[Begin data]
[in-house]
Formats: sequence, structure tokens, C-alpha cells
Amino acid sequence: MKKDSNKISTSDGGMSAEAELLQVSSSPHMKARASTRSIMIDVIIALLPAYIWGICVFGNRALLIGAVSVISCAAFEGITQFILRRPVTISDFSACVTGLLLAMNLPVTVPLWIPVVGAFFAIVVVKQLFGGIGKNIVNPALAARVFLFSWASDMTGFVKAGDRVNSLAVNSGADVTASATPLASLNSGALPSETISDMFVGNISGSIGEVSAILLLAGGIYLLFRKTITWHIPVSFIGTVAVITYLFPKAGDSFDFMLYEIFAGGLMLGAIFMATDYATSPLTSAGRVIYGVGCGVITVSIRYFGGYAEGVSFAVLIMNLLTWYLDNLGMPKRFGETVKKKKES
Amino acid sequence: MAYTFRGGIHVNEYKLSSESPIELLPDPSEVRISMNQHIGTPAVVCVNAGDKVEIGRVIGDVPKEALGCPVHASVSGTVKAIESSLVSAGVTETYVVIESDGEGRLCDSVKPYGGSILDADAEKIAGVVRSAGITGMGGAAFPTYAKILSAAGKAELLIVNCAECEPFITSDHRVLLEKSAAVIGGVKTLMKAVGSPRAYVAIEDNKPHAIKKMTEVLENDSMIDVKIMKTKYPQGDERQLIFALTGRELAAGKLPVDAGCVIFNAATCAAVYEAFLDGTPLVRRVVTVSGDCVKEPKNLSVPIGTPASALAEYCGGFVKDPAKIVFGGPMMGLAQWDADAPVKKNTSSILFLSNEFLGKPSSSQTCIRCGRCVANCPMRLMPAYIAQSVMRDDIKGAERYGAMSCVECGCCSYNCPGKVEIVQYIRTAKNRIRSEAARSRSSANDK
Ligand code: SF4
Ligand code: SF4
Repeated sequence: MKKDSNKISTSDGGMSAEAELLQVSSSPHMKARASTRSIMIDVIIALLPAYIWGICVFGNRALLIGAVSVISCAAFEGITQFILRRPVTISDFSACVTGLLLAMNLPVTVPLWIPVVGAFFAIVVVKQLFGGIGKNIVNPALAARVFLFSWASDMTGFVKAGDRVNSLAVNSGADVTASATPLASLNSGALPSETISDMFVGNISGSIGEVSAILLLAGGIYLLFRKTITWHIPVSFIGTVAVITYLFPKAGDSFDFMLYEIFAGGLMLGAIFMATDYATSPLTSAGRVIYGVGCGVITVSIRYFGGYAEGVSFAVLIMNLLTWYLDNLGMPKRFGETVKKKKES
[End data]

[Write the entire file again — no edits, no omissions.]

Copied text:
[in-house]
Formats: sequence, structure tokens, C-alpha cells
Amino acid sequence: MKKDSNKISTSDGGMSAEAELLQVSSSPHMKARASTRSIMIDVIIALLPAYIWGICVFGNRALLIGAVSVISCAAFEGITQFILRRPVTISDFSACVTGLLLAMNLPVTVPLWIPVVGAFFAIVVVKQLFGGIGKNIVNPALAARVFLFSWASDMTGFVKAGDRVNSLAVNSGADVTASATPLASLNSGALPSETISDMFVGNISGSIGEVSAILLLAGGIYLLFRKTITWHIPVSFIGTVAVITYLFPKAGDSFDFMLYEIFAGGLMLGAIFMATDYATSPLTSAGRVIYGVGCGVITVSIRYFGGYAEGVSFAVLIMNLLTWYLDNLGMPKRFGETVKKKKES
Amino acid sequence: MAYTFRGGIHVNEYKLSSESPIELLPDPSEVRISMNQHIGTPAVVCVNAGDKVEIGRVIGDVPKEALGCPVHASVSGTVKAIESSLVSAGVTETYVVIESDGEGRLCDSVKPYGGSILDADAEKIAGVVRSAGITGMGGAAFPTYAKILSAAGKAELLIVNCAECEPFITSDHRVLLEKSAAVIGGVKTLMKAVGSPRAYVAIEDNKPHAIKKMTEVLENDSMIDVKIMKTKYPQGDERQLIFALTGRELAAGKLPVDAGCVIFNAATCAAVYEAFLDGTPLVRRVVTVSGDCVKEPKNLSVPIGTPASALAEYCGGFVKDPAKIVFGGPMMGLAQWDADAPVKKNTSSILFLSNEFLGKPSSSQTCIRCGRCVANCPMRLMPAYIAQSVMRDDIKGAERYGAMSCVECGCCSYNCPGKVEIVQYIRTAKNRIRSEAARSRSSANDK
Ligand code: SF4
Ligand code: SF4
Repeated sequence: MKKDSNKISTSDGGMSAEAELLQVSSSPHMKARASTRSIMIDVIIALLPAYIWGICVFGNRALLIGAVSVISCAAFEGITQFILRRPVTISDFSACVTGLLLAMNLPVTVPLWIPVVGAFFAIVVVKQLFGGIGKNIVNPALAARVFLFSWASDMTGFVKAGDRVNSLAVNSGADVTASATPLASLNSGALPSETISDMFVGNISGSIGEVSAILLLAGGIYLLFRKTITWHIPVSFIGTVAVITYLFPKAGDSFDFMLYEIFAGGLMLGAIFMATDYATSPLTSAGRVIYGVGCGVITVSIRYFGGYAEGVSFAVLIMNLLTWYLDNLGMPKRFGETVKKKKES